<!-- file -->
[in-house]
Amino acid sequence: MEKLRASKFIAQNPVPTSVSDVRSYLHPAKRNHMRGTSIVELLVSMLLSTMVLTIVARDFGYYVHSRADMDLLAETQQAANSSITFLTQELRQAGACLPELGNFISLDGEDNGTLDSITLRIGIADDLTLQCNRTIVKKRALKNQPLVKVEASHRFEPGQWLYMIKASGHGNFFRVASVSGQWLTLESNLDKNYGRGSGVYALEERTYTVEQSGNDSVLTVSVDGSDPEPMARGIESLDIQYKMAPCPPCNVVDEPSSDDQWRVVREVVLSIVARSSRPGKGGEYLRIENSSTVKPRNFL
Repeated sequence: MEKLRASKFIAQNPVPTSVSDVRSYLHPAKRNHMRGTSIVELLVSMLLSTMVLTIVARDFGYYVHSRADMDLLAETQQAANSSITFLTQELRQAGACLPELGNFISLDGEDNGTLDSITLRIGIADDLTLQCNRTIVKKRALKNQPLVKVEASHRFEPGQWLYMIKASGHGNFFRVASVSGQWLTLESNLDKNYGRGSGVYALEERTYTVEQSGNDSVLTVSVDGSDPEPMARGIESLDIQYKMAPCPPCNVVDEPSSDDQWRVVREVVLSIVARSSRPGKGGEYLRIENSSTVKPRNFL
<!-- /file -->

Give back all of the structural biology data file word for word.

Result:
[in-house]
Amino acid sequence: MEKLRASKFIAQNPVPTSVSDVRSYLHPAKRNHMRGTSIVELLVSMLLSTMVLTIVARDFGYYVHSRADMDLLAETQQAANSSITFLTQELRQAGACLPELGNFISLDGEDNGTLDSITLRIGIADDLTLQCNRTIVKKRALKNQPLVKVEASHRFEPGQWLYMIKASGHGNFFRVASVSGQWLTLESNLDKNYGRGSGVYALEERTYTVEQSGNDSVLTVSVDGSDPEPMARGIESLDIQYKMAPCPPCNVVDEPSSDDQWRVVREVVLSIVARSSRPGKGGEYLRIENSSTVKPRNFL
Repeated sequence: MEKLRASKFIAQNPVPTSVSDVRSYLHPAKRNHMRGTSIVELLVSMLLSTMVLTIVARDFGYYVHSRADMDLLAETQQAANSSITFLTQELRQAGACLPELGNFISLDGEDNGTLDSITLRIGIADDLTLQCNRTIVKKRALKNQPLVKVEASHRFEPGQWLYMIKASGHGNFFRVASVSGQWLTLESNLDKNYGRGSGVYALEERTYTVEQSGNDSVLTVSVDGSDPEPMARGIESLDIQYKMAPCPPCNVVDEPSSDDQWRVVREVVLSIVARSSRPGKGGEYLRIENSSTVKPRNFL